Helping kids learn letters and sounds

Sheet of letter sounds
Primary school 4-10 years

There are lots of ways children can learn to read. One way schools help children learn to read is by teaching ‘phonics’. Find out what the fuss is about with phonics and how you can help your child learn about letters and sounds.

What is phonics?

Phonics is a way of teaching English reading and writing that focusses on the relationship between letters (and combinations of letters) and the sounds in spoken words. There are 44 sounds that make up the English language, but only 26 letters in the English alphabet.

Phonics begins with simple sounds, for example the sound ‘b’ in ‘bag’ or ‘a’ in ant. Later children progress to sounds made by combinations of letters, for example ‘sh’ in ‘shop’. Once children can hear and say the sounds the letters make they are ready to blend them to form simple words. If a child hears ‘b-u-s’ as three separate sounds they can blend them to say ‘bus’.

When children can match letters or groups of letters with sounds they are able to read many words.

What’s all the fuss about?

In the past there have been debates about the best way to teach reading, with explicit phonics based teaching versus other approaches.

Phonics is great for helping beginning readers to work out and pronounce words. To be effective readers, children also need to understand what the words they read mean – not just say them correctly.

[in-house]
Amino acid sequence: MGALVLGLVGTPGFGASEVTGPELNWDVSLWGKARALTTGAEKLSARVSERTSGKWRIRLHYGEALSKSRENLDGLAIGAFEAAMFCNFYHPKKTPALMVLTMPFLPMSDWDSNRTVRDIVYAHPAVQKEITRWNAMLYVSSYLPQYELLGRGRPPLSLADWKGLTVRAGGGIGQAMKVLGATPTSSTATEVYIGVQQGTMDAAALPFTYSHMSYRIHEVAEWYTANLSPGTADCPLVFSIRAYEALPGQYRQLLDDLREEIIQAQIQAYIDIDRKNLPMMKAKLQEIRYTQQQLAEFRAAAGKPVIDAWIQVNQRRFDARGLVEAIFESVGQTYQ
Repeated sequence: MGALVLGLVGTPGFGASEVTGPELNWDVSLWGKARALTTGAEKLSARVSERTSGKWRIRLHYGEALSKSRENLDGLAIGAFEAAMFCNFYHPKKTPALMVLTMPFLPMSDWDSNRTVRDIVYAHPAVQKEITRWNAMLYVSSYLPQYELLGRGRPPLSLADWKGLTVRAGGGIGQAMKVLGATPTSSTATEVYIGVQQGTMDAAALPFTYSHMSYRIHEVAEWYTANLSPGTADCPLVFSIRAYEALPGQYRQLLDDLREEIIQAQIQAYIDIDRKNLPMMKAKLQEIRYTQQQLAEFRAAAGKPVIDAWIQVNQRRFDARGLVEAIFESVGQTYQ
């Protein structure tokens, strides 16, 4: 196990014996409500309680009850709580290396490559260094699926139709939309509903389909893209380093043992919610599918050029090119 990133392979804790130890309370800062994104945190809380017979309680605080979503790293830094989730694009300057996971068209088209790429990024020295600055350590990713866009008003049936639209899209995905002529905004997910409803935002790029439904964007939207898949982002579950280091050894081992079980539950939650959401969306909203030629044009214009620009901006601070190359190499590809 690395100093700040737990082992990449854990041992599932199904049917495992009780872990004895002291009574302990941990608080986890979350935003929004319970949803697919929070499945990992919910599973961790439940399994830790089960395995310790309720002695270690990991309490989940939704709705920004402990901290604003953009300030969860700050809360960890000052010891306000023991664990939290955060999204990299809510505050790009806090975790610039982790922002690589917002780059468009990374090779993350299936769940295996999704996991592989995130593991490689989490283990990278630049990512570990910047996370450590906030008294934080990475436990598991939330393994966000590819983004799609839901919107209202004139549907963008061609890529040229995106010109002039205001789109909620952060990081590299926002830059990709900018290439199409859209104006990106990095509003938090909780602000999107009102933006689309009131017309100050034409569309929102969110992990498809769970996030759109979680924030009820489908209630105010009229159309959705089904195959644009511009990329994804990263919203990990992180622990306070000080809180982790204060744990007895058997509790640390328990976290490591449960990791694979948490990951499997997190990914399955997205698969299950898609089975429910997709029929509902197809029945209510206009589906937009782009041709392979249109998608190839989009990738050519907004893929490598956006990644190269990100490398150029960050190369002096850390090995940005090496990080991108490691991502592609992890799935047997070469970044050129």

In Australia, phonics is part of the national curriculum. Schools use an integrated approach for teaching reading that explicitly teaches phonics, and also encourages fluency, vocabulary knowledge and comprehension.

Helping your child with phonics

You don’t need to be an expert to help your child develop their phonics knowledge and skills. Here are some simple things you can try:

  • Try to read with your child every day – read to them, read with them and get them to read out loud to you.
  • Sound out words with your child while reading together.
  • Ask your child’s teacher what they are working on in class and how you can support their learning at home.
  • Try playing letter/word games, like I-Spy, Junior Scrabble and Boggle.
  • Point out and talk with your child about the ‘irregular’ words they come across, like ‘said’, ‘does’, ‘are’, and ‘was’ – with irregular words, some or all of the letters do not represent their most commonly used sound, so they are more difficult to ‘sound out’.
  • Praise and encouragement! Let your child know you are proud of their reading and praise them for their effort.

Last modified on Monday 20 February 2017 [49|735]

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